posted 29 Feb 2008 in Volume 11 Issue 6
The Knowledge: Tom Davenport
What do knowledge management (KM), business process reengineering, information ecology, knowledge worker productivity, attention management and analytical competition have in common? They’ve all been recent management innovations; they take place at the intersection of people, information and knowledge and technology; and they are all the subject of pioneering work by Tom Davenport.
These and other big ideas would all be significantly less understood without the work of
He was trained as an academic sociologist, but shortly after receiving his PhD he decided he didn’t want to sit in his office and write papers for a few other sociologists to read. So he began to work with consulting firms as a researcher and consultant, and since then has swung back and forth between ‘thought leadership’ roles for big consultants like Accenture, Ernst & Young, and McKinsey and business schools such as Harvard, the University of Texas, and now Babson College.
At Babson he’s the President’s Distinguished Professor of Information Technology and Management. Few have crossed the line between theory and practice so easily and often.
The two authors began to collaborate on research and publication in the early 1990s, when they were both based at Ernst & Young’s Centre for Business Innovation. There they started in 1992 what they believe was the first sponsored research programme on KM (and they still run one today at Babson, with over 25 sponsors).
By 1998 they had published one of the first – and best-selling – books on KM, Working Knowledge: How Organizations Manage What They Know. Some have described this as the bible of the field, and it’s still largely current despite being more than a decade old.
The use of knowledge management in service processes;
The management of customer knowledge;
Managing information and knowledge about business processes;
The relationship between social networks and knowledge;
In-depth discussions of how knowledge management was implemented in particular companies (Siemens and Accenture);
Just in time knowledge management in health care;
Knowledge and intellectual asset re-use.
Bibliometric analyses reveal that
“We wouldn’t be talking about knowledge management without tools like portals, Lotus Notes and SharePoint,” he says. But he’s the first to point out that knowledge initiatives won’t succeed without behavioural and cultural change. “No doubt technology is the easy part,” he admits.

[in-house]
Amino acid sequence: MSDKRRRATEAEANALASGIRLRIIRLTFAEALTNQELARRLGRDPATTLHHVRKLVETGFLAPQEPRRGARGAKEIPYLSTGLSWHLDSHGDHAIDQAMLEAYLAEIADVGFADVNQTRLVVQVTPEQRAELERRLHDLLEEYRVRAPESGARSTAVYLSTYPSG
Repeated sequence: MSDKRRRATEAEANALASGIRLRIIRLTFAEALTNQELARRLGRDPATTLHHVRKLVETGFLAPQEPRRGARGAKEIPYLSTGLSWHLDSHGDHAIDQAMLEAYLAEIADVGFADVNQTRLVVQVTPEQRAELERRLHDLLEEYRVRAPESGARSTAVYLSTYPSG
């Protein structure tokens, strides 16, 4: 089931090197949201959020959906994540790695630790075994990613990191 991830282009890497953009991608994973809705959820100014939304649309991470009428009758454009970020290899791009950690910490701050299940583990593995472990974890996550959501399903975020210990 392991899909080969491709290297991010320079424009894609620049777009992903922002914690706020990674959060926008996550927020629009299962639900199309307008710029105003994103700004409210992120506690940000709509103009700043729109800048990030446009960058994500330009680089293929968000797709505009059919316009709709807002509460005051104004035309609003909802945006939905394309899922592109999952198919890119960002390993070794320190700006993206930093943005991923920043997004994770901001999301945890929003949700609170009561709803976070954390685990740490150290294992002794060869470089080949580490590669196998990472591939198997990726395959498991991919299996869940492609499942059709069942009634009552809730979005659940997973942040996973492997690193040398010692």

“I know there were excesses committed under the name of reengineering, but I never saw the movement as incompatible with KM. I always argued that knowledge should be embedded in key business processes.”
Not many organisations have accomplished this integration, but
“It’s very powerful when companies pull this off, even though it takes a lot of work,” says
The combination of a knowledge and process orientation led
He argues that knowledge management should be defined broadly if it’s to succeed over the long run. He feels a traditional focus on disseminating unstructured content is not broad enough for KM organisations to thrive. He believes they should also address knowledge work processes, knowledge derived from data (ie. business intelligence and analytics), knowledge transfer and acquisition (also known as learning), and knowledge creation (also known as R&D or innovation).
With colleagues Prusak and Bruce Strong,
However, they also feel that a KM orientation that incorporates knowledge creation, dissemination, and transfer may be too ambitious for one organisational function to master alone. They point out KM people should work closely with innovation groups on knowledge creation and with IT on knowledge dissemination. Since users of knowledge don’t want to go to a separate set of systems to find it, they feel knowledge should be combined with data and information in an integrated approach to content management.
For knowledge transfer and acquisition, the obvious internal partner for KM groups is the learning and training function, which is most frequently found in the Human Resources department.
But these are relatively small projects. What’s he thinking about that’s bigger? Davenport has a ready answer. “Decisions,” he says. What about them in particular? “I am convinced that companies need to begin systematically examining how they make decisions.There are all these new tools and approaches that organisations have to improve decision-making – KM, analytics, automated rules, ‘wisdom of crowds’, even intuition on occasion. But we don’t know whether all this knowledge and analysis is really being used to help make decisions. We’ve taken a totally supply-side approach to informing decisions, and now we need to address the demand side.”
That is a big and important topic. But